'There’s a storm forming on the Ohio horizon. Two pieces of legislation will be introduced soon that directly affect child support. You will need to help us kill the bad parts of these bills. Both will be recycled versions of earlier bills that National Parents Organization helped kill in previous years. We were kindly notified of these bills by the Ohio Child Support Directors Association because they are aware of our record of activism.
The first bill will almost certainly be passed in some form, because federal law requires parts of it. So we must unite to eliminate other parts of the bill that are not mandated. It would shorten the time period for the alleged father to object to an administrative determination of paternity from 30 days to 14 days. Worse, it would start the clock with the issuance of the order, not the receipt of it, or even the date of mailing.
There have been cases in which an order of paternity was issued, the clerk didn’t get around to mailing it for several days, the post office was slowed down by Christmas mail, and “dad” happened to be away for a few days when it did arrive. If this bill would pass, even if a DNA test would show that “dad” is not the real dad, he would be too late to contest the order by the time he even saw it for the first time, and would be on the hook for child support for at least 18 years.'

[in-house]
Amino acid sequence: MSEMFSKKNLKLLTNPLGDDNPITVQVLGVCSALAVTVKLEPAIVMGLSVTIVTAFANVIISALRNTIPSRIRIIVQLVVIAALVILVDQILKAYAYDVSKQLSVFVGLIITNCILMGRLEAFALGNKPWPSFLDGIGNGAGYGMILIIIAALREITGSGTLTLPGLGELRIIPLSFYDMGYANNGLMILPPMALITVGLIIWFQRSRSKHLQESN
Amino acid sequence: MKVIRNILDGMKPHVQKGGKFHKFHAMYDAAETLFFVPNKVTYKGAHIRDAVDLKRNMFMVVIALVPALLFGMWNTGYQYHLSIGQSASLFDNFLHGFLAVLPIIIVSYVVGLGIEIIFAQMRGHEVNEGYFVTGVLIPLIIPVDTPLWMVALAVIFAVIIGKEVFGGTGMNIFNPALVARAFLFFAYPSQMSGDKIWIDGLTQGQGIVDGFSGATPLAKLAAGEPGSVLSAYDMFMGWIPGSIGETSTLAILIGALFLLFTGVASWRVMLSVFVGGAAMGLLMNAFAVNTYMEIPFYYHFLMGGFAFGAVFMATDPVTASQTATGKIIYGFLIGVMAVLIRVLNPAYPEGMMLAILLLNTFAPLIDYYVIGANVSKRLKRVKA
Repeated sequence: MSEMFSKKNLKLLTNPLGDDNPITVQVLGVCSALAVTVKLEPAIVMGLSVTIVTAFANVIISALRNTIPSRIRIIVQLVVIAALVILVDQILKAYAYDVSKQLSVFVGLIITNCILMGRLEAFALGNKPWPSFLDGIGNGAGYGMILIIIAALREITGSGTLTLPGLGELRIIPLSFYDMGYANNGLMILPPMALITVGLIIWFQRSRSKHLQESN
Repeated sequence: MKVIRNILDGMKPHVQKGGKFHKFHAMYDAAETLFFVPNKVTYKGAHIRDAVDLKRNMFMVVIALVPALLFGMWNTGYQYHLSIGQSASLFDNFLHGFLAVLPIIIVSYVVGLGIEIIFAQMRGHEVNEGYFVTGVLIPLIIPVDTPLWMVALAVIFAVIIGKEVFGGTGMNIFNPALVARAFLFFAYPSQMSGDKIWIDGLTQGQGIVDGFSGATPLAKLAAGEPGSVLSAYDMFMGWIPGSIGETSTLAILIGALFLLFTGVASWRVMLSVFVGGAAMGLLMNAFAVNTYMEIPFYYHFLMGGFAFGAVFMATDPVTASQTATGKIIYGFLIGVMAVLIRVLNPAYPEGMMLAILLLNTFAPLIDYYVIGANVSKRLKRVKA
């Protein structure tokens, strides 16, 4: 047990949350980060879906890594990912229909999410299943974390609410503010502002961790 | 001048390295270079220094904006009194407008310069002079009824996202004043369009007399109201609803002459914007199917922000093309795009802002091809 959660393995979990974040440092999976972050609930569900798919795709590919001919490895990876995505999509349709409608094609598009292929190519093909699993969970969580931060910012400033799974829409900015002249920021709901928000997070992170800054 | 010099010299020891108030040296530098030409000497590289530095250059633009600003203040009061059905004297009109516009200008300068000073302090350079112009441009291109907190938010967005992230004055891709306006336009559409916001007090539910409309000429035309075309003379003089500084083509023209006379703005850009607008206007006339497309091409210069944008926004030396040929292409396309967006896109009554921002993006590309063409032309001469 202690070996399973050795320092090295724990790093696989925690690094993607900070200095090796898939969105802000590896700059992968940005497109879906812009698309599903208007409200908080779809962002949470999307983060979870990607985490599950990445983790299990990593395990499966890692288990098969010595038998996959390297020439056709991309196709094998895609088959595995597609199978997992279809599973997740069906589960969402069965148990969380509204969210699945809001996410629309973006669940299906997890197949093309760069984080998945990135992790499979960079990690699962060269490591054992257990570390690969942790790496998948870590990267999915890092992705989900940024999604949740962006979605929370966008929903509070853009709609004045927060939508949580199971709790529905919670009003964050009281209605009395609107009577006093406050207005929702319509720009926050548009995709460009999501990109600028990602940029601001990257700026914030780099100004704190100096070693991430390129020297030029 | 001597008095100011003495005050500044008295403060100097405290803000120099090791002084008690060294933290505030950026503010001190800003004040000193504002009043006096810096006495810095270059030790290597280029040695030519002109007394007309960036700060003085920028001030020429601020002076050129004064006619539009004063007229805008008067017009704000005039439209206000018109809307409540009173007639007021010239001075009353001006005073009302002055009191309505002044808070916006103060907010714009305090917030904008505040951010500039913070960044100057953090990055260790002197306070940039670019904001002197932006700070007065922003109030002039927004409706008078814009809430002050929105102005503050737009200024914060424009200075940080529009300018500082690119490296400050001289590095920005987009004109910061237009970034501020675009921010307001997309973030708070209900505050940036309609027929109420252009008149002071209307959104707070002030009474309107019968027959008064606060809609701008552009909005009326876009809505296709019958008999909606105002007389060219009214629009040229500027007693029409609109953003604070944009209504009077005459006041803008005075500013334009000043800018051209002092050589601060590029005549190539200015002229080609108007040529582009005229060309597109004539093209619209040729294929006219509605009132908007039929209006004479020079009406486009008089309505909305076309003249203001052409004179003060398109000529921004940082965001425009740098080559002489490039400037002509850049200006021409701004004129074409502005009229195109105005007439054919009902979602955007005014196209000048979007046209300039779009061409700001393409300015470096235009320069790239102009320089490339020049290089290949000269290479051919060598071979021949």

'This week's graduation at Columbia University caps the bizarre, often sordid saga involving the two most famous members of the Class of 2015: Emma Sulkowicz, the activist who protested the school's alleged mishandling of her alleged rape by carrying a mattress around campus, and Jean-Paul Nungesser, the German scholarship student she accuses of raping her. On Tuesday, Sulkowicz carried her mattress across the stage at Class Day, despite half-hearted attempts by Columbia officials to enforce a regulation against bringing "large objects" into the ceremonial area—and despite the fact that the "mattress performance" was for a senior visual arts thesis she had already completed. Her activism was also lauded (with no mention of her name) by two commencement speakers, Los Angeles Mayor Eric Garcetti and United Nations Ambassador Samantha Power.
This isn't quite the end of the story: Nungesser is suingColumbia, university president Lee Bollinger, and Sulkowicz's thesis supervisor for allowing him to be subjected to "gender-based harassment" which severely damaged his educational experience and future prospects, even though a campus panel found him not culpable on the sexual assault charge. Meanwhile, there is new information related to one of this story's many strange twists: another sexual assault complaint brought against Nungesser late last year by a male classmate. The charge was made public in February, on the heels of my article in The Daily Beast questioning the pro-Sulkowicz narrative.